I know there are some ‘ham radio’ operators among the readership of this blog. And, most will be participating in the Amateur Radio annual “Field Day” events taking place throughout the U.S. this weekend. In fact, thousands of Amateur Radio operators are showing off their wireless capabilities (often during emergencies) at locations in community parks, campgrounds, schools and emergency centers all over the nation. The events gives the public a chance to meet and talk with the hams and learn more about Amateur Radio. Field Day is sponsored by the American Relay Radio League.
To find out where operators are set up in your area, go to www.ARRL.org/fieldday.
A Ham Radio “Field Day” event in Stuart, Florida
Using only emergency power, ham operators are constructing temporary stations around the country for the weekend and send messages in many forms without the use of phone systems, internet or other infrastructure that can be compromised in a crisis. More than 35,000 amateur radio operators across the country participated in last year’s event. There are more than 660,000 Amateur Radio operators in the US, and 2.5 million around the world. And it is growing. According to the Relay League, in just the past 4 years over 100,000 new people earned their first Amateur Radio Service license from the FCC.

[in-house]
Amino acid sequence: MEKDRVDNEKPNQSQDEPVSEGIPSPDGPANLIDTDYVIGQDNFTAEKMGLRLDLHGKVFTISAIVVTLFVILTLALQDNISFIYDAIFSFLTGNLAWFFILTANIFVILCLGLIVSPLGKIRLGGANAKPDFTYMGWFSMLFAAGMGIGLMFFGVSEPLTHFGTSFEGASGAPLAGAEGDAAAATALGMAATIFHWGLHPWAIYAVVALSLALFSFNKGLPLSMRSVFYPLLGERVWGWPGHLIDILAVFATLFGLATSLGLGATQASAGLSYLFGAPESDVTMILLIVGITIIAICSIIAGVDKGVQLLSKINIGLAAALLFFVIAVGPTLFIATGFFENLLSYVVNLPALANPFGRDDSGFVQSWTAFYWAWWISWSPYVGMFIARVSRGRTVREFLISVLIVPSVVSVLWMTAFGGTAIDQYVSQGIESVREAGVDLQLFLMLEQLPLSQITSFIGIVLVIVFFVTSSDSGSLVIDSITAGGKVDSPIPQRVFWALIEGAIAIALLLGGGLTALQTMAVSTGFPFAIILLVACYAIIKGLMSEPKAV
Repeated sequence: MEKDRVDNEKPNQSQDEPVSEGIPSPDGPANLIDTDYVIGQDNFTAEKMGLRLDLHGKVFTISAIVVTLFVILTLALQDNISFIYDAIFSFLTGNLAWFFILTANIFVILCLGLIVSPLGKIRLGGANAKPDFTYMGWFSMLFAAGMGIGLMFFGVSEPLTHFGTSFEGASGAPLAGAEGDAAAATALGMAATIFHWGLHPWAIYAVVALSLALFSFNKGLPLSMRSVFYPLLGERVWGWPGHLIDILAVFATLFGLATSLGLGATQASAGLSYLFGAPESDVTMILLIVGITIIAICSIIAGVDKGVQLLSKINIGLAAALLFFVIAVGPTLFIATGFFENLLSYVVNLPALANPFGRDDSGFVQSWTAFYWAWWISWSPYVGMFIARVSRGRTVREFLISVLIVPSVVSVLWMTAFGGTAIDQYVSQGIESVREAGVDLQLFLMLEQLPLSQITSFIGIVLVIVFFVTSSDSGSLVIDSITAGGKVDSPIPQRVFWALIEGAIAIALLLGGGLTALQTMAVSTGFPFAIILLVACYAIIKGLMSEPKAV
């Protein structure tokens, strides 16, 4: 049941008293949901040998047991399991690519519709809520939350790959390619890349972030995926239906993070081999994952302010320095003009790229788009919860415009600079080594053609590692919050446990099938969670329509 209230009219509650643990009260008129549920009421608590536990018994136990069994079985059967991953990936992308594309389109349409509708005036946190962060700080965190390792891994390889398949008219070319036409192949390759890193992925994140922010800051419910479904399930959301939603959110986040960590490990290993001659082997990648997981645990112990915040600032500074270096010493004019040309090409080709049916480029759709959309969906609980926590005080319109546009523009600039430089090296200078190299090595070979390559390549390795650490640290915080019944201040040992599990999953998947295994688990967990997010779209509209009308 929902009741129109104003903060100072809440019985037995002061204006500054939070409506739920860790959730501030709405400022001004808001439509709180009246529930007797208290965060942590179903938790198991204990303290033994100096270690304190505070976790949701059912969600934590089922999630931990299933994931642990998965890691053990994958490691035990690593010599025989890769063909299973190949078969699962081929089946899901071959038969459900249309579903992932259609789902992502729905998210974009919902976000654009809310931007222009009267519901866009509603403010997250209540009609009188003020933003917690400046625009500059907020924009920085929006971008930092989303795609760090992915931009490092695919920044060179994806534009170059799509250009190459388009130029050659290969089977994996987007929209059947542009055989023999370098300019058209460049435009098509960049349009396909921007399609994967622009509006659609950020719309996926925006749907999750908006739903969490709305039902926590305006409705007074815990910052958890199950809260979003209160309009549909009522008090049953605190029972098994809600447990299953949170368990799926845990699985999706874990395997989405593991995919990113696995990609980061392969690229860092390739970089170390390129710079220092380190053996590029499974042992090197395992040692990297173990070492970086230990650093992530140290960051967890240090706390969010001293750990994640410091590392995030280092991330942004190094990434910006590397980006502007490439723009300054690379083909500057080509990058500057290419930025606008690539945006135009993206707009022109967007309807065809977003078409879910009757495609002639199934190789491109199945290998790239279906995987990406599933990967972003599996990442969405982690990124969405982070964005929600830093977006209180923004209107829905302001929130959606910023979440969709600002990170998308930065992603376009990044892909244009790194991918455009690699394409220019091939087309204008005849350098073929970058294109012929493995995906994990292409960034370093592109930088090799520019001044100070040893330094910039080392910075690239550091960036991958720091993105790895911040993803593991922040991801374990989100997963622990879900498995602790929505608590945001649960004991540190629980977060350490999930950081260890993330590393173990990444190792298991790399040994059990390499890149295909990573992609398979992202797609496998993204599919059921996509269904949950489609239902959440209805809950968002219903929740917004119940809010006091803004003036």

Hams provide critical communications in emergencies world-wide and often are the first to provide information and observations to responders in crisis situations. FEMA, DHS, the National Weather Service, and emergency management offices have the Amateur Radio Emergency Services operators in their emergency communications plans. To learn more about Amateur Radio, go to www.WeDoThat-Radio.org. (If any hams would like to report on their Field Day, please send me an email.)